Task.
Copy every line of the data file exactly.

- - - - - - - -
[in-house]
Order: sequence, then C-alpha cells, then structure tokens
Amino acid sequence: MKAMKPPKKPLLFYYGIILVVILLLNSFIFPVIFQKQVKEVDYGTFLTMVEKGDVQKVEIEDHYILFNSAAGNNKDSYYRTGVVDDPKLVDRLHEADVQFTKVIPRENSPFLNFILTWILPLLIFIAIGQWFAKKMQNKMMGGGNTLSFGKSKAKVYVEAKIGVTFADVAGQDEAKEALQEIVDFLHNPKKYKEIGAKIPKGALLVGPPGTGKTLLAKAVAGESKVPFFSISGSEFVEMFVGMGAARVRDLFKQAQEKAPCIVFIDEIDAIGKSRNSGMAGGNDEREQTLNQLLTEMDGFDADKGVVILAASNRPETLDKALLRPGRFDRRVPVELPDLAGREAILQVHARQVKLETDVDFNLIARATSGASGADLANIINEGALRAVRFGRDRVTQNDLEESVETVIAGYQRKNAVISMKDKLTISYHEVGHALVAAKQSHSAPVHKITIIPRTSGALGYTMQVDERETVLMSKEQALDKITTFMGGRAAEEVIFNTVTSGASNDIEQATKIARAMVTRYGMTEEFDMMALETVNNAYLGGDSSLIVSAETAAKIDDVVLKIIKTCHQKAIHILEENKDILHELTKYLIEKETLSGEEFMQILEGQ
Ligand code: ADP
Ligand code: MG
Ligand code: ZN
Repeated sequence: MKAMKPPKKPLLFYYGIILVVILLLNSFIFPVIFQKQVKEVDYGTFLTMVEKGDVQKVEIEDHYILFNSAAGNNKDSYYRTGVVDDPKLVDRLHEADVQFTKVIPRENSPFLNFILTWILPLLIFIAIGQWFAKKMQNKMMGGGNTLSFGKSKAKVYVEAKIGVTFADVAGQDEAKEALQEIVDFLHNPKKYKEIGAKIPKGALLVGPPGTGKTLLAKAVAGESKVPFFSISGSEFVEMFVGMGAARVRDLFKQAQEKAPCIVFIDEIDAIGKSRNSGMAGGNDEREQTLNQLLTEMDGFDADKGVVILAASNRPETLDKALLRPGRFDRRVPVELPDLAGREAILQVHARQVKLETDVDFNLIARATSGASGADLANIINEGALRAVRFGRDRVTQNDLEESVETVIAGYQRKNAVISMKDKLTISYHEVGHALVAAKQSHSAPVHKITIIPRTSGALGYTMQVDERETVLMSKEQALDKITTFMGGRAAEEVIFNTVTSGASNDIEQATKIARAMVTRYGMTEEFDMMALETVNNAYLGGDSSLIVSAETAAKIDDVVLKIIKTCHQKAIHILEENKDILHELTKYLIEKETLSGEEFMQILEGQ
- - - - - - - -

[in-house]
Order: sequence, then C-alpha cells, then structure tokens
Amino acid sequence: MKAMKPPKKPLLFYYGIILVVILLLNSFIFPVIFQKQVKEVDYGTFLTMVEKGDVQKVEIEDHYILFNSAAGNNKDSYYRTGVVDDPKLVDRLHEADVQFTKVIPRENSPFLNFILTWILPLLIFIAIGQWFAKKMQNKMMGGGNTLSFGKSKAKVYVEAKIGVTFADVAGQDEAKEALQEIVDFLHNPKKYKEIGAKIPKGALLVGPPGTGKTLLAKAVAGESKVPFFSISGSEFVEMFVGMGAARVRDLFKQAQEKAPCIVFIDEIDAIGKSRNSGMAGGNDEREQTLNQLLTEMDGFDADKGVVILAASNRPETLDKALLRPGRFDRRVPVELPDLAGREAILQVHARQVKLETDVDFNLIARATSGASGADLANIINEGALRAVRFGRDRVTQNDLEESVETVIAGYQRKNAVISMKDKLTISYHEVGHALVAAKQSHSAPVHKITIIPRTSGALGYTMQVDERETVLMSKEQALDKITTFMGGRAAEEVIFNTVTSGASNDIEQATKIARAMVTRYGMTEEFDMMALETVNNAYLGGDSSLIVSAETAAKIDDVVLKIIKTCHQKAIHILEENKDILHELTKYLIEKETLSGEEFMQILEGQ
Ligand code: ADP
Ligand code: MG
Ligand code: ZN
Repeated sequence: MKAMKPPKKPLLFYYGIILVVILLLNSFIFPVIFQKQVKEVDYGTFLTMVEKGDVQKVEIEDHYILFNSAAGNNKDSYYRTGVVDDPKLVDRLHEADVQFTKVIPRENSPFLNFILTWILPLLIFIAIGQWFAKKMQNKMMGGGNTLSFGKSKAKVYVEAKIGVTFADVAGQDEAKEALQEIVDFLHNPKKYKEIGAKIPKGALLVGPPGTGKTLLAKAVAGESKVPFFSISGSEFVEMFVGMGAARVRDLFKQAQEKAPCIVFIDEIDAIGKSRNSGMAGGNDEREQTLNQLLTEMDGFDADKGVVILAASNRPETLDKALLRPGRFDRRVPVELPDLAGREAILQVHARQVKLETDVDFNLIARATSGASGADLANIINEGALRAVRFGRDRVTQNDLEESVETVIAGYQRKNAVISMKDKLTISYHEVGHALVAAKQSHSAPVHKITIIPRTSGALGYTMQVDERETVLMSKEQALDKITTFMGGRAAEEVIFNTVTSGASNDIEQATKIARAMVTRYGMTEEFDMMALETVNNAYLGGDSSLIVSAETAAKIDDVVLKIIKTCHQKAIHILEENKDILHELTKYLIEKETLSGEEFMQILEGQ